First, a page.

Beans. Healthy, humble and universally consumed. Trendy BBQ side dish, tinned saviour of broke students and people who aren’t good at cooking. But what I thought was purely a breakfast staple, turns out to be an all-day-everyday-whenever-the-hell-you-feel-like-it affair, here in the UK. According to the British Council the UK eat over 90% of the worlds tinned baked beans. Heinz sell an insane 1.5 million tins in the UK per day. Its not that surprising, really, the British pour beans on EVERYTHING. Sausage and chips, sausage and mash, with fish, with potatos. You can even have them at KFC.
And although they might be high in fibre, low GI, cheap, filling and available all year round, the tinned kinds do come with mystery extracts and ‘flavourings’ as well as a load of sugar and sodium. While there are worse things you could be eating 1.5 million tins of, making your own is easy and satisfying and means you can sack-off all the additional crap. 
Cook these down slowly and in a couple hours you’ll be rewarded with a bubbly pot of smokey, tomato-y gold you can spoon over anything you like.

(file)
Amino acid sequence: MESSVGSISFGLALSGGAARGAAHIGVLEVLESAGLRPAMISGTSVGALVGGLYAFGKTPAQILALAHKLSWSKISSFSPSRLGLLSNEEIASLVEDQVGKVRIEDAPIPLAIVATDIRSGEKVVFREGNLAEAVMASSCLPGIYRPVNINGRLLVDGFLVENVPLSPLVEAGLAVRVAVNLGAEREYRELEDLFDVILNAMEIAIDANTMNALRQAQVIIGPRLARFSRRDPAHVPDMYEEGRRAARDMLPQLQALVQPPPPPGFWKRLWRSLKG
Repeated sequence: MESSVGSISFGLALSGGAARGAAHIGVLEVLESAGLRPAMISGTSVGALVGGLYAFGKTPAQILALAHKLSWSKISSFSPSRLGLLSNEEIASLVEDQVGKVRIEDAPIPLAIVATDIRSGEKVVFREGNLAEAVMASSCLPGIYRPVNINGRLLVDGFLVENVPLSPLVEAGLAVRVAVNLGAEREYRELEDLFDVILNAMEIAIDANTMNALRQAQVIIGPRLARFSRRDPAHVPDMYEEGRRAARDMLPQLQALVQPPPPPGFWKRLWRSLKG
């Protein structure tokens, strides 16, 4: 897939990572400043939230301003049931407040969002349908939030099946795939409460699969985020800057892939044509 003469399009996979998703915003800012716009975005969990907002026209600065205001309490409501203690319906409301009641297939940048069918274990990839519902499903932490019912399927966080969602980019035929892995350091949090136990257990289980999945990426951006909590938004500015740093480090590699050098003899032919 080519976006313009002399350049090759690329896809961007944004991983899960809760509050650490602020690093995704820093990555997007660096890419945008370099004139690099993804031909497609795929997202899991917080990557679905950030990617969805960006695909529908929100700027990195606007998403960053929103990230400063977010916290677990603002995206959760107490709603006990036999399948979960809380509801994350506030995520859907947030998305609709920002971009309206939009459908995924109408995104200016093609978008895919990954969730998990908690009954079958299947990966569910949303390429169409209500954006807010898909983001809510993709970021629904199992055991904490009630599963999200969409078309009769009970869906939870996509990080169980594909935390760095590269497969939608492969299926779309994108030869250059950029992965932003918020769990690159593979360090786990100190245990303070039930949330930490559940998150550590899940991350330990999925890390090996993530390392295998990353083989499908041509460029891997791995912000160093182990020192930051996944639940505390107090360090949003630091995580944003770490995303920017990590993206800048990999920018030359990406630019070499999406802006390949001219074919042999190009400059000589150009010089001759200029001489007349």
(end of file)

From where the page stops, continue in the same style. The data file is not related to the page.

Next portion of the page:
2 mugs dried haricot beans, soaked overnight
3 mugs of organic chicken or vegetable stock

1 tin chopped tomatos or 300ml passata
1-2 cloves of garlic, finely chopped
1 med onion, finely diced

1/2 stick celery, grated
1/4 carrot, grated

1 bay leaf
1 knob of butter
2ish tbs of olive oil (a glug)
1 tbs smoked sweet paprika
2 tbs maple syrup or 1 tbs brown sugar
salt and pepper to taste

Get a pot nice and hot over a medium/high heat.
Throw in a knob of butter and a glug of extra virgin olive oil, and swirl to coat the base. When the butter is foaming, add the garlic and onion and sauté until soft, then add the celery, carrot, bay leaf and thyme and sweat down.
Add the paprika. When the fat has taken on a reddish hue and smells fragrant, add the drained beans and toss to coat.

Now add the stock, the tomatoes, the maple syrup (or sugar), reduce the heat to low and let everything simmer down until the beans are tender but still have a little firmness, you don’t want a bowl of mush (or do you?), especially if you’re planning to reheat leftovers.
Season with salt and lots of pepper and try not to burn the roof of your mouth.